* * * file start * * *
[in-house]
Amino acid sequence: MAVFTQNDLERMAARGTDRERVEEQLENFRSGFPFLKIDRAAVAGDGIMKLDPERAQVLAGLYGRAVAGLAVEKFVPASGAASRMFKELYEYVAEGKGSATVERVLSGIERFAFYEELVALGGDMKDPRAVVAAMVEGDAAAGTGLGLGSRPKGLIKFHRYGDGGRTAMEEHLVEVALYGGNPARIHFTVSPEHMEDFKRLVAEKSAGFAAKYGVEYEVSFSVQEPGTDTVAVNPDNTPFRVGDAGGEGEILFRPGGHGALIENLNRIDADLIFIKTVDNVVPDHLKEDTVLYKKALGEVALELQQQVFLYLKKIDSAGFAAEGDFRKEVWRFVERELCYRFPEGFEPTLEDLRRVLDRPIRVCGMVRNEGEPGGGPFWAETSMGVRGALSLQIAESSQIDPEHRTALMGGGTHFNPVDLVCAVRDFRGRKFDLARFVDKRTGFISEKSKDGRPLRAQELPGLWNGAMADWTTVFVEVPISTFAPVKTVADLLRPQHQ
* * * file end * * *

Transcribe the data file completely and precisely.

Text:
[in-house]
Amino acid sequence: MAVFTQNDLERMAARGTDRERVEEQLENFRSGFPFLKIDRAAVAGDGIMKLDPERAQVLAGLYGRAVAGLAVEKFVPASGAASRMFKELYEYVAEGKGSATVERVLSGIERFAFYEELVALGGDMKDPRAVVAAMVEGDAAAGTGLGLGSRPKGLIKFHRYGDGGRTAMEEHLVEVALYGGNPARIHFTVSPEHMEDFKRLVAEKSAGFAAKYGVEYEVSFSVQEPGTDTVAVNPDNTPFRVGDAGGEGEILFRPGGHGALIENLNRIDADLIFIKTVDNVVPDHLKEDTVLYKKALGEVALELQQQVFLYLKKIDSAGFAAEGDFRKEVWRFVERELCYRFPEGFEPTLEDLRRVLDRPIRVCGMVRNEGEPGGGPFWAETSMGVRGALSLQIAESSQIDPEHRTALMGGGTHFNPVDLVCAVRDFRGRKFDLARFVDKRTGFISEKSKDGRPLRAQELPGLWNGAMADWTTVFVEVPISTFAPVKTVADLLRPQHQ